Reconnecting with our elders

Social Visitor founder Mia Lacy.
Social Visitor founder Mia Lacy. Lee Tom

WITH our modern society drawing us away from the family home in search of education, a career or even simply travel, visiting an elderly parent or grandparent can sometimes become less of a priority.

Although Australia hasn't gone as far as China with its new law stating children have to visit their parents, Mia Lacy has found an answer to removing this isolation through her service Social Visitor.

Mia began Social Visitor after visiting her grandmother in an aged care facility and realising that the other residents were often not receiving any visitors.

Mia said the idea came from a desire to find a solution to this isolation, but took her several years of research to find the right answer.

"In a 15-year survey, the number of respondents who said they had no close confidante trebled and with our aging population increasingly living interstate, away from family in care facilities, a friendly visitor fills an important role," she said.

"Social Visitor is based on simple need and revolves around a social visit, usually to a care facility resident lasting up to one hour, but we also offer Skype video calls and a popular addition, a memoir-writing service.

"Our service is not intended to replace the work done by volunteers and lifestyle staff at aged care facilities. It exists because we're meeting a need in a new way and our clients appreciate the feedback and connection with their loved ones that Social Visitor offers."

After considerable success in her home town of Cairns, Mia is now extending the service to accommodate the new Sunshine Coast Social Visitor base through the support of Noosa resident Wendy Campbell who currently operates a psychology practice.

"As someone who is very passionate about her work and has a special interest in working with families, Wendy is ideal to help us spread the word and advocate for elder loneliness and social isolation," Ms Lacy said.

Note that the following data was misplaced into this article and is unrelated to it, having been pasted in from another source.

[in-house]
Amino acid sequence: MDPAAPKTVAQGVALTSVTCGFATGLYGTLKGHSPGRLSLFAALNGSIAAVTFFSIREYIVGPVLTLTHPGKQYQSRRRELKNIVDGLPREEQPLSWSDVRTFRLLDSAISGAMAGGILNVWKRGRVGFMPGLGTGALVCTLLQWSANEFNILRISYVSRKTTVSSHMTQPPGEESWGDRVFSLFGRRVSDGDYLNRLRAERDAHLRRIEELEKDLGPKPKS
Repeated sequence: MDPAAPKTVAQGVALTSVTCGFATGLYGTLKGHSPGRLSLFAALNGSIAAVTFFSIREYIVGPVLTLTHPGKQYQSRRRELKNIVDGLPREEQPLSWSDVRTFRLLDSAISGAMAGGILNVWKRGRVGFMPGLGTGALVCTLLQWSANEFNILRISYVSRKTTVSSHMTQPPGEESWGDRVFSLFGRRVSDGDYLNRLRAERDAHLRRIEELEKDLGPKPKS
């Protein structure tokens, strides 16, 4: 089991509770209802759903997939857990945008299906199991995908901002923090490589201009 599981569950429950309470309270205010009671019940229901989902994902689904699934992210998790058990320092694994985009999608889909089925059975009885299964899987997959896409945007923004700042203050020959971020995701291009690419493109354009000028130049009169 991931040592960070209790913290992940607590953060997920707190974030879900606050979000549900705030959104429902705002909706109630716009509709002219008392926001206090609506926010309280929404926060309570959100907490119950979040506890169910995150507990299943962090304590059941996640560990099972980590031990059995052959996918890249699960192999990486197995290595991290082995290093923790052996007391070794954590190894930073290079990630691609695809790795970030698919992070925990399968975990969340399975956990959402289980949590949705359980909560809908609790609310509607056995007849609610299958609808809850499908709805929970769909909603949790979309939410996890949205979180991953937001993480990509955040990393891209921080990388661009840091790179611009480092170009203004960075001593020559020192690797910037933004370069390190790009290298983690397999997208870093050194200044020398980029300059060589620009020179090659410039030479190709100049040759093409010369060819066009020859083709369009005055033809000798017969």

"The demographic of the Sunshine Coast also means it is the right location to implement our first territory management model which is a new direction for us.

"It is the perfect time to enter into this kind of growth as we currently have a network of clients and customers around Australia. In fact we're even bi-coastal with a client in Western Australia who uses the service to visit his mum on the east coast."

As well as operating Social Visitor, Mia continues to remain a strong advocate for lonely seniors, regularly speaking on the subject and encouraging everyone to practise her three social steps.

  1. Ring a relative: call a distant relative and have a chat because you will make their day.
  2. Cop a cuppa: take someone out for a coffee or, if going out is difficult, take them a jar of coffee and a packet of biscuits and have a cuppa with them.
  3. Speak to someone: we see people every day who we know are lonely, so start a conversation and give someone the most valuable thing of all, your attention.

All Social Visitor staff have a current police check and are bound by its code of ethics.

Topics:  elderly people senior citizens

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